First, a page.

gaming since 1997

Harry Potter and the Deathly Hallows – part 1

In this game you play as Harry who, together with Ron and Hermione, leaves the famous Hogwarts to remove evil Lord Voldemort’s immortality and get rid of the dark lord once and for all. To achieve this the trio goes on a quest to find the Horcruxes, a quest that of course is made difficult by Death Eaters and Snatchers. Unfortunately you quickly find out that you don’t need to count on your companions to come to your rescue. Except for a few sequences here and there the AI rather works against you as Ron and Hermione seem to have made it their goal in life to get in your way.

Contrary to previous Harry Potter games you now get a third person perspective. Another difference is that the sandbox principle had to make way for tightly following the storyline of the movies. Unfortunately this makes the game quite linear and reminded me of games from the year 2001.

The promised innovation is in the use of the cover system where the idea is that you take cover when being attacked (duh!, ed.). Unfortunately this is done quite badly as the game hardly ever requires you to take cover. Guess this is an attempt to keep things accessible. Also you don’t really need to hide behind pilars or other objects: you’ve got the “Protego” spell that temporarily (or: as long as you hold the button of your controller) invulnerable for hostile attacks.

Remarkable are the side-missions that appear out of nowhere and completely disrupt the storyline, but need to be completed nonetheless if you want to progress the main story. These are probably added to prolong the total playing time as after all, you can finish the entire game in about six hours, depending on the difficulty degree.

What some may see as a downpoint, but we tend to see as a positive thing, is that the auto-aim works only rudimentary. When the Death Eater starts strafing, the auto-aim quickly gives up. Because of this you have to aim more often with your left thumbs and as such a downpoint becomes a small positive note as it does manage to interrupt the boring and repetitive nature of the gameplay a bit.

The longer you play, the stronger Harry’s spells become and the more you have at your disposal. Also here the game unfortunately feels like a rush job. Except for a few moments here and there you can easily finish the entire game with the most simple “Stupify” spell. Too bad the makers did put more time and effort in developing scenarios that would require the entire library of spells.

In the end Harry Potter is a game where in reasonable well worked out surroundings you have to look for some hidden collectables and get rid of really stupid enemies who don’t take cover, stand still waiting for their death, or do nothing more than strafe left or right for a few meters.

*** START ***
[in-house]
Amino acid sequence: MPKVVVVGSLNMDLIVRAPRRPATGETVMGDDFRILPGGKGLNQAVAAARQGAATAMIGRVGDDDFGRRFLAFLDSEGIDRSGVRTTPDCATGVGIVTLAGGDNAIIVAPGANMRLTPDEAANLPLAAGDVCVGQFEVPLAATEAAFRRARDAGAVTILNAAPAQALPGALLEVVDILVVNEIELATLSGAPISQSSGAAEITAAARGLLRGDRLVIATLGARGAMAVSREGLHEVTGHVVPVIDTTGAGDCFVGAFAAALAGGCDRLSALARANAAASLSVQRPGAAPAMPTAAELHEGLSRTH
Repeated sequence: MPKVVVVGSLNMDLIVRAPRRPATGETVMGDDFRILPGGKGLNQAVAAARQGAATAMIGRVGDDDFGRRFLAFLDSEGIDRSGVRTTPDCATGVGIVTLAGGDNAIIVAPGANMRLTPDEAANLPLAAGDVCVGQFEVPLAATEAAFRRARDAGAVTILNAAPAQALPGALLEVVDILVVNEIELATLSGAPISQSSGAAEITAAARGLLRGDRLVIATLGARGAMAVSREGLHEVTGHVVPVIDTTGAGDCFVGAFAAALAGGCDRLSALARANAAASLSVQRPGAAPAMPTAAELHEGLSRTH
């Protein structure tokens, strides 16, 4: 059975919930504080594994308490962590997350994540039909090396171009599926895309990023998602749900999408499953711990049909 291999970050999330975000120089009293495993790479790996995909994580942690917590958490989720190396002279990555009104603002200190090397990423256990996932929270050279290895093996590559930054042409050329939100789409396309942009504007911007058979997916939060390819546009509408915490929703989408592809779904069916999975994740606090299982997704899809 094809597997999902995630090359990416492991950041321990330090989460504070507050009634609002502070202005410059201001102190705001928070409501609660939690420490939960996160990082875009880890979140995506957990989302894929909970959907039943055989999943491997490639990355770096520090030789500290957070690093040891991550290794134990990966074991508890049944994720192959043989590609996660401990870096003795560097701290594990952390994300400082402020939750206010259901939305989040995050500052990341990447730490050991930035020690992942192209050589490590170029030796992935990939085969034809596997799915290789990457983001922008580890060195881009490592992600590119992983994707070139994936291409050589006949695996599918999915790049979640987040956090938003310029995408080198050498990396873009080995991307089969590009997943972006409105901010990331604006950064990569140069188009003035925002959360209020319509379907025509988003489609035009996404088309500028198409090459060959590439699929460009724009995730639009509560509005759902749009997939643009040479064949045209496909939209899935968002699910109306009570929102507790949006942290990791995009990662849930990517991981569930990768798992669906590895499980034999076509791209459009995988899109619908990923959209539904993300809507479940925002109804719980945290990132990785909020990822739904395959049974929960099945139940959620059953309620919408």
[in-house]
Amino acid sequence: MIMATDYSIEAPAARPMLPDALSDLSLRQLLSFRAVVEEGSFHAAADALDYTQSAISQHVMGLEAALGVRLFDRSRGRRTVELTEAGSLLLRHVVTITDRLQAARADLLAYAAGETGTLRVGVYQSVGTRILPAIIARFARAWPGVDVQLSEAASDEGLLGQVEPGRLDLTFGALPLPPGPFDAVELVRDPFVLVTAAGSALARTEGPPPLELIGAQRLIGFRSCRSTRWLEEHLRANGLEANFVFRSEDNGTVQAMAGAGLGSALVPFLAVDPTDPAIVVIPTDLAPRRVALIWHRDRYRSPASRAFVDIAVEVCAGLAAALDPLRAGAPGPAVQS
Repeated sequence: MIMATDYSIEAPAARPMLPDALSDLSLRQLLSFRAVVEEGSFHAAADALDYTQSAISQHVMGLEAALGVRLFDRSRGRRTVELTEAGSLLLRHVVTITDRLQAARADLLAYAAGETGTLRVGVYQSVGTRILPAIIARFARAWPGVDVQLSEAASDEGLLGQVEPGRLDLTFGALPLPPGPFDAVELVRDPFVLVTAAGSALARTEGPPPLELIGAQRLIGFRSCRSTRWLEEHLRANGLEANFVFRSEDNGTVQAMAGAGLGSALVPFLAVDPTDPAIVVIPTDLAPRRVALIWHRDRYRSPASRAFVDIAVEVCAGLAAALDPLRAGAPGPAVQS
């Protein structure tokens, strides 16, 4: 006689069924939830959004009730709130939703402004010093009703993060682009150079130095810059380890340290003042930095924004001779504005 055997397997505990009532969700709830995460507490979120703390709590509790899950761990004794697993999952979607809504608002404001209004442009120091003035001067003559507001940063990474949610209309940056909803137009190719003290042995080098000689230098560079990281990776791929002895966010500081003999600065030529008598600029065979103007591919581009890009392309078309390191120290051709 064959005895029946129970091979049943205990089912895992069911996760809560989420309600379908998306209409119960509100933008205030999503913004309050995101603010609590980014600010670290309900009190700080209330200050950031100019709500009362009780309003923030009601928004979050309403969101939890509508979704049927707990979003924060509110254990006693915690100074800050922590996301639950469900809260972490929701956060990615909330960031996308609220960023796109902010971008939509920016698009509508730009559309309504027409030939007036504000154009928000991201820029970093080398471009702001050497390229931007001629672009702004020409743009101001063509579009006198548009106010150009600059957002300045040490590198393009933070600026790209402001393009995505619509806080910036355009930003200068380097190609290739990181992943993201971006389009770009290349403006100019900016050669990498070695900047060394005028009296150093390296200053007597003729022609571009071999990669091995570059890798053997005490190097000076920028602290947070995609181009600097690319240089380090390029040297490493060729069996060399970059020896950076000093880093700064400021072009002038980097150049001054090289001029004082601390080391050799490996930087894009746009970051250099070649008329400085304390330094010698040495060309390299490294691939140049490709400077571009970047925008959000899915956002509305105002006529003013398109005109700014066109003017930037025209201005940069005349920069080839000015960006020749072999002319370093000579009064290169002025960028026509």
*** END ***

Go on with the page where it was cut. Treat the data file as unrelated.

So is it such a bad game? Not quite. It’s a lot of fun that the characters for once look like real actors instead of wax statues that have spent a long hot Summer behind the window of Madame Tussauds. A big plus is also the the original cast participated in the game for the voices.

Visually the game is also quite good. The surroundings are well worked out, but especially the spells and lighting effects of these are of high level. Complementary to the visuals is the soundtrack that supports the game well and at times manages to really add to the atmosphere. There are parts where you need to use an “invisibility” cloak to sneak around the Ministery and these are quite enjoyable thanks to the accompanying music.

Next to the main game we also get some extra bonus features. There’s the Challenges where you get guided through parts of the game as Harry like you’re on some invisible train. Death Eaters, Snatchers and other vermin then suddenly appear and you have to successfully survive their attacks. Do this within a certain time and you get a star score and can share your accomplishments online. Despite the truly antique on-rails gameplay it’s still quite fun.

Finally there’s 22 Kinect missions: 12 singleplayer and 10 duo missions. We get put on rails again but the different spells have to be summoned with the correct hand movements. In no-time you’re standing in your living room, waving your arms around in all directions from the moment you need to cast your first spell. Just think of for instance having to handle an invisible hammer and hit an invisible nail with it. Cool!

You still don’t need any real skills here thanks to the fact that the bad guys are good enough to just keep standing still for you, ready for slaughter. Still Kinect takes the direction in which you cast a spell into account and everything is registered with the necessary accuracy. These Kinect missions will keep you busy for about an hour and a half and when you get a Harry Potter fan to come over, you can play together a bit and have some more fun.

Harry Potter and the Deathly Hallows part 1 is an average game that might be liked by real Harry Potter fans. This is clearly the result of an assignment that needed to be released alongside the movie, but if you don’t mind the linear and repepitive nature of the game, you get what you pay for. The Kinect missions deliver some additional value but for part 2 we hope that the Death Eaters get a brain and Harry a bit more freedom of movement and more varied missions

Our Score:
related game: Harry Potter and the Deathly Hallows part 1
posted in: Electronic Arts, Reviews, X360
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